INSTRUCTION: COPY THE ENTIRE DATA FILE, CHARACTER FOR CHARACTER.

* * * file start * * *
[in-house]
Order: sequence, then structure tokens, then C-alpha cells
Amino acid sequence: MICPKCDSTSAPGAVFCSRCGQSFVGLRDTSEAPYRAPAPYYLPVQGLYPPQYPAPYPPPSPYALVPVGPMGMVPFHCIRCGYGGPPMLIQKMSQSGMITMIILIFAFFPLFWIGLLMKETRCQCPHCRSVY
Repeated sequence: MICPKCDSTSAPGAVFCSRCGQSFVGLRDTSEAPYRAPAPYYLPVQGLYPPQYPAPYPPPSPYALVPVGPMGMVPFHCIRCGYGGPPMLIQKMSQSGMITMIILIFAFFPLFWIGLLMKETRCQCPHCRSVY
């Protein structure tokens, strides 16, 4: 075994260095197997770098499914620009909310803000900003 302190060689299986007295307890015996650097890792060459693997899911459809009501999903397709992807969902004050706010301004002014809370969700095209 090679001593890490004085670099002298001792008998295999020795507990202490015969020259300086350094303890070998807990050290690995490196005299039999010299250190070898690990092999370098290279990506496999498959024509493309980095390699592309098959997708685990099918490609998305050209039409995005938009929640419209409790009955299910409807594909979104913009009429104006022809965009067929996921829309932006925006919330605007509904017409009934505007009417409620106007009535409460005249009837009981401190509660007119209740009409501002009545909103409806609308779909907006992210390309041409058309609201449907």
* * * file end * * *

[in-house]
Order: sequence, then structure tokens, then C-alpha cells
Amino acid sequence: MICPKCDSTSAPGAVFCSRCGQSFVGLRDTSEAPYRAPAPYYLPVQGLYPPQYPAPYPPPSPYALVPVGPMGMVPFHCIRCGYGGPPMLIQKMSQSGMITMIILIFAFFPLFWIGLLMKETRCQCPHCRSVY
Repeated sequence: MICPKCDSTSAPGAVFCSRCGQSFVGLRDTSEAPYRAPAPYYLPVQGLYPPQYPAPYPPPSPYALVPVGPMGMVPFHCIRCGYGGPPMLIQKMSQSGMITMIILIFAFFPLFWIGLLMKETRCQCPHCRSVY
């Protein structure tokens, strides 16, 4: 075994260095197997770098499914620009909310803000900003 302190060689299986007295307890015996650097890792060459693997899911459809009501999903397709992807969902004050706010301004002014809370969700095209 090679001593890490004085670099002298001792008998295999020795507990202490015969020259300086350094303890070998807990050290690995490196005299039999010299250190070898690990092999370098290279990506496999498959024509493309980095390699592309098959997708685990099918490609998305050209039409995005938009929640419209409790009955299910409807594909979104913009009429104006022809965009067929996921829309932006925006919330605007509904017409009934505007009417409620106007009535409460005249009837009981401190509660007119209740009409501002009545909103409806609308779909907006992210390309041409058309609201449907």